Saturday 12 February 2022

Clarifying and Correcting, featuring friends of China and Lewis Goodall

Qing dynasty art, attributed to Ma Quan [no relation to Ma Barker]

Regular readers will know that we value those vanishingly rare 'BBC corrections and clarifications'.

They are like the most endangered species of butterfly - almost never seen and extremely hard to capture.

The latest pair are particularly intriguing. 

The first is unusually fulsome and concerns a China expert who writes nice things about communist China's influence in the world - winning plaudits from pro-CCP types in the process. 

She complained that the BBC edited her Today interview and removed a key bit of what she wanted to say:

BBC Radio 4, 1 December 2021

In an item about Chinese ‘debt trap’ diplomacy we interviewed Professor Deborah Brautigan, who explained that this ‘is the idea that China is deliberately luring countries into borrowing more money than they can afford with the goal of using that debt for strategic leverage, to seize assets of some kind or otherwise push the country to do China’s bidding.’ She went on to give an example of the Sri Lankan port of Hambantota, saying it was used by the Trump administration to promote this theory.

However Professor Brautigan’s further point, that these ideas have little basis in fact, was edited out of the broadcast interview. In fact Professor Brautigan’s research shows that Chinese banks are willing to restructure the terms of existing loans and have never actually seized an asset from any country, much less the port of Hambantota.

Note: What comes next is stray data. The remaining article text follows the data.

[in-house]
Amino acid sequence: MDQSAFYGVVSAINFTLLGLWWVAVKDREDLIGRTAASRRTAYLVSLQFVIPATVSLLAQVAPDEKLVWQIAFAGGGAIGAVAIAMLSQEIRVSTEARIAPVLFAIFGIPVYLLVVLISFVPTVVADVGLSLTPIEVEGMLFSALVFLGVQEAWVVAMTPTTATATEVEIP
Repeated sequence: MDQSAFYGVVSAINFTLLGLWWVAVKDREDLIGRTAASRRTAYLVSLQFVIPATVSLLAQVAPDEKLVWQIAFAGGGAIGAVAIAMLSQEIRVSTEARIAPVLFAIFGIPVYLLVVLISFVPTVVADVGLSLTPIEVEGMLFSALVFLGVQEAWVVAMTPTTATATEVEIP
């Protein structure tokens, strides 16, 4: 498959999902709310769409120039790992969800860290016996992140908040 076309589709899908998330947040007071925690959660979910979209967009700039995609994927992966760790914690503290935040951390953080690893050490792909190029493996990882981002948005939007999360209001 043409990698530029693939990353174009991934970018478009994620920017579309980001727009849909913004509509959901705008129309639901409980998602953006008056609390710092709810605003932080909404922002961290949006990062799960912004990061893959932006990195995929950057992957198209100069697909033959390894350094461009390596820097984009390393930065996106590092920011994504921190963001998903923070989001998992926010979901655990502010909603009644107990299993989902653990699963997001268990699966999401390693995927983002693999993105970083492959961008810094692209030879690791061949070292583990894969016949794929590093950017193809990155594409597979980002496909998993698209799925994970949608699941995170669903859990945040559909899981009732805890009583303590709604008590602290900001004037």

We apologise for the error.

Googling around, it turns out that the BBC also wrote directly to the China-defending professor and blamed an editing error by an inexperienced producer.

Guess what though? The BBC's 'correction and clarification' misspelt her name. She's Professor Brautigam, not Professor Brautigan

Standards really are slipping at the BBC.

Talking of which, the other new 'correction and clarification' concerned yet another botched Newsnight report, and what looks like a particularly slipshod example:

BBC Two, 13 July 2021

A graphic attributed the following statement to the Government Race and Disparities Report 2021:

Not a single police force in England and Wales registered an arrest rate of less than 20 for every 1000 black people.

By contrast not a single police force in England and Wales registered an arrest rate of more than 20 for every 1000 white people

We should have made it clear that this conclusion had been carried by The Independent newspaper the previous year in a wider survey of social and economic data on disparities between different ethnicities in the UK and reflected statistics from a different Government website which was now out of date.

The most recent figures show there are four police forces with an arrest rate of below 20 for every 1000 black people.

As I've moaned before, it's hard to track the guilty BBC party after these BBC statements about poor BBC reporting, as the BBC keeps its mouth shut and rarely names names, most likely in order to spare their people's blushes. So it often takes a lot of patient digging to track down the culprit and the context. 

'Advanced searching' on Twitter reveals however that it was my favourite Newsnight reporter, shiny-faced Lewis Goodall, who bungled it here.

Pleasingly, a retired police officer called him out on it for 'pedalling dodgy statistics' at the time - and for BBC-style race-baiting too:

As so often, it took over six months for the BBC to post that 'correction/clarification' on a page hardly anyone other than me reads. 

I think Lewis should correct it publicly on Newsnight and explain what he did wrong.

[Chances of that happening = Zero].

No comments:

Post a Comment

Note: only a member of this blog may post a comment.